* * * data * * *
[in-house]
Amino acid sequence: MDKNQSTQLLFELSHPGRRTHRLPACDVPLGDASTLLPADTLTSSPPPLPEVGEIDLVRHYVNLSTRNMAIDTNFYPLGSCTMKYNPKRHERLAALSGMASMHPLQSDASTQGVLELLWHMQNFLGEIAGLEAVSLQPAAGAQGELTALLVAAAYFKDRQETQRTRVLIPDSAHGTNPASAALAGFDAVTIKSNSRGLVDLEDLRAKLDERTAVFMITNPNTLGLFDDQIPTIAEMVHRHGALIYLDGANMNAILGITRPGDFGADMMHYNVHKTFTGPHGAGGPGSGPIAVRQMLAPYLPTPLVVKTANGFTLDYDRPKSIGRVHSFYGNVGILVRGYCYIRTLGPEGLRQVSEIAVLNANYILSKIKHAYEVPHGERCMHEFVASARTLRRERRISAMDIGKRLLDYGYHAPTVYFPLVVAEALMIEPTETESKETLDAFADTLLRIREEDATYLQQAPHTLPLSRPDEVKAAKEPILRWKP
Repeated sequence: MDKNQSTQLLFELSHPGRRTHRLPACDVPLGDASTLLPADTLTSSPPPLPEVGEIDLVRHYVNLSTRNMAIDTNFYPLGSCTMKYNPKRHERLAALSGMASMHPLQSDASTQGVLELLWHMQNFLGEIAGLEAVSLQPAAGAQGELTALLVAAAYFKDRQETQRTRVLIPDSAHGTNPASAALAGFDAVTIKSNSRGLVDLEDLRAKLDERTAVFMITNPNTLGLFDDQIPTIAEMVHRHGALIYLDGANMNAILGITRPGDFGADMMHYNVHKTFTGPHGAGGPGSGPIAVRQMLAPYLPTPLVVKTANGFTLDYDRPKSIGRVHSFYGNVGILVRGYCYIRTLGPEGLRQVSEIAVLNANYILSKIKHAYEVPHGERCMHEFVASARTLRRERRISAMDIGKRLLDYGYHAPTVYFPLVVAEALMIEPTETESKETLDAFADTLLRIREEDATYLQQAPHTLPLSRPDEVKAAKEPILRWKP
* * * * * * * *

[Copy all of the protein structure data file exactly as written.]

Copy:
[in-house]
Amino acid sequence: MDKNQSTQLLFELSHPGRRTHRLPACDVPLGDASTLLPADTLTSSPPPLPEVGEIDLVRHYVNLSTRNMAIDTNFYPLGSCTMKYNPKRHERLAALSGMASMHPLQSDASTQGVLELLWHMQNFLGEIAGLEAVSLQPAAGAQGELTALLVAAAYFKDRQETQRTRVLIPDSAHGTNPASAALAGFDAVTIKSNSRGLVDLEDLRAKLDERTAVFMITNPNTLGLFDDQIPTIAEMVHRHGALIYLDGANMNAILGITRPGDFGADMMHYNVHKTFTGPHGAGGPGSGPIAVRQMLAPYLPTPLVVKTANGFTLDYDRPKSIGRVHSFYGNVGILVRGYCYIRTLGPEGLRQVSEIAVLNANYILSKIKHAYEVPHGERCMHEFVASARTLRRERRISAMDIGKRLLDYGYHAPTVYFPLVVAEALMIEPTETESKETLDAFADTLLRIREEDATYLQQAPHTLPLSRPDEVKAAKEPILRWKP
Repeated sequence: MDKNQSTQLLFELSHPGRRTHRLPACDVPLGDASTLLPADTLTSSPPPLPEVGEIDLVRHYVNLSTRNMAIDTNFYPLGSCTMKYNPKRHERLAALSGMASMHPLQSDASTQGVLELLWHMQNFLGEIAGLEAVSLQPAAGAQGELTALLVAAAYFKDRQETQRTRVLIPDSAHGTNPASAALAGFDAVTIKSNSRGLVDLEDLRAKLDERTAVFMITNPNTLGLFDDQIPTIAEMVHRHGALIYLDGANMNAILGITRPGDFGADMMHYNVHKTFTGPHGAGGPGSGPIAVRQMLAPYLPTPLVVKTANGFTLDYDRPKSIGRVHSFYGNVGILVRGYCYIRTLGPEGLRQVSEIAVLNANYILSKIKHAYEVPHGERCMHEFVASARTLRRERRISAMDIGKRLLDYGYHAPTVYFPLVVAEALMIEPTETESKETLDAFADTLLRIREEDATYLQQAPHTLPLSRPDEVKAAKEPILRWKP